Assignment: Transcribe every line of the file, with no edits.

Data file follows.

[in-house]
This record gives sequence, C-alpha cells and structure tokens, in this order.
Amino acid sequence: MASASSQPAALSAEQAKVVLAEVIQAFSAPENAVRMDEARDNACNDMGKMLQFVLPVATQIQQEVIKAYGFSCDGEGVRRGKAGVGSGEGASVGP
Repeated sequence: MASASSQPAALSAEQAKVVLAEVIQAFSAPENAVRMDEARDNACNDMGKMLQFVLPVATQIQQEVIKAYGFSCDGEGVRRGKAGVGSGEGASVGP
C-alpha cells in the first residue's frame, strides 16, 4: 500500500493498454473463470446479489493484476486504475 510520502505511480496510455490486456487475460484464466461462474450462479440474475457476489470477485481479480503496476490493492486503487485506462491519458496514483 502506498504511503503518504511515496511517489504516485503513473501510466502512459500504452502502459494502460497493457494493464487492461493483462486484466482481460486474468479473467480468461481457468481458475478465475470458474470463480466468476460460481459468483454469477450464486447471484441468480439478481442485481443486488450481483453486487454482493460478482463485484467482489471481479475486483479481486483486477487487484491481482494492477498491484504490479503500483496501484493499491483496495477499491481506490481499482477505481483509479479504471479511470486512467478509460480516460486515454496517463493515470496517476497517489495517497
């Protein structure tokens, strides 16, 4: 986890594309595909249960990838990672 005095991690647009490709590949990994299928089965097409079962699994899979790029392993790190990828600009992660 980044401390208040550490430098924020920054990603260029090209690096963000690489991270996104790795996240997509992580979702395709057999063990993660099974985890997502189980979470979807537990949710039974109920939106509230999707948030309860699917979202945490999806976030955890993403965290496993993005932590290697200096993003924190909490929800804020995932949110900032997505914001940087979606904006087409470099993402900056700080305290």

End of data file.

[in-house]
This record gives sequence, C-alpha cells and structure tokens, in this order.
Amino acid sequence: MASASSQPAALSAEQAKVVLAEVIQAFSAPENAVRMDEARDNACNDMGKMLQFVLPVATQIQQEVIKAYGFSCDGEGVRRGKAGVGSGEGASVGP
Repeated sequence: MASASSQPAALSAEQAKVVLAEVIQAFSAPENAVRMDEARDNACNDMGKMLQFVLPVATQIQQEVIKAYGFSCDGEGVRRGKAGVGSGEGASVGP
C-alpha cells in the first residue's frame, strides 16, 4: 500500500493498454473463470446479489493484476486504475 510520502505511480496510455490486456487475460484464466461462474450462479440474475457476489470477485481479480503496476490493492486503487485506462491519458496514483 502506498504511503503518504511515496511517489504516485503513473501510466502512459500504452502502459494502460497493457494493464487492461493483462486484466482481460486474468479473467480468461481457468481458475478465475470458474470463480466468476460460481459468483454469477450464486447471484441468480439478481442485481443486488450481483453486487454482493460478482463485484467482489471481479475486483479481486483486477487487484491481482494492477498491484504490479503500483496501484493499491483496495477499491481506490481499482477505481483509479479504471479511470486512467478509460480516460486515454496517463493515470496517476497517489495517497
């Protein structure tokens, strides 16, 4: 986890594309595909249960990838990672 005095991690647009490709590949990994299928089965097409079962699994899979790029392993790190990828600009992660 980044401390208040550490430098924020920054990603260029090209690096963000690489991270996104790795996240997509992580979702395709057999063990993660099974985890997502189980979470979807537990949710039974109920939106509230999707948030309860699917979202945490999806976030955890993403965290496993993005932590290697200096993003924190909490929800804020995932949110900032997505914001940087979606904006087409470099993402900056700080305290």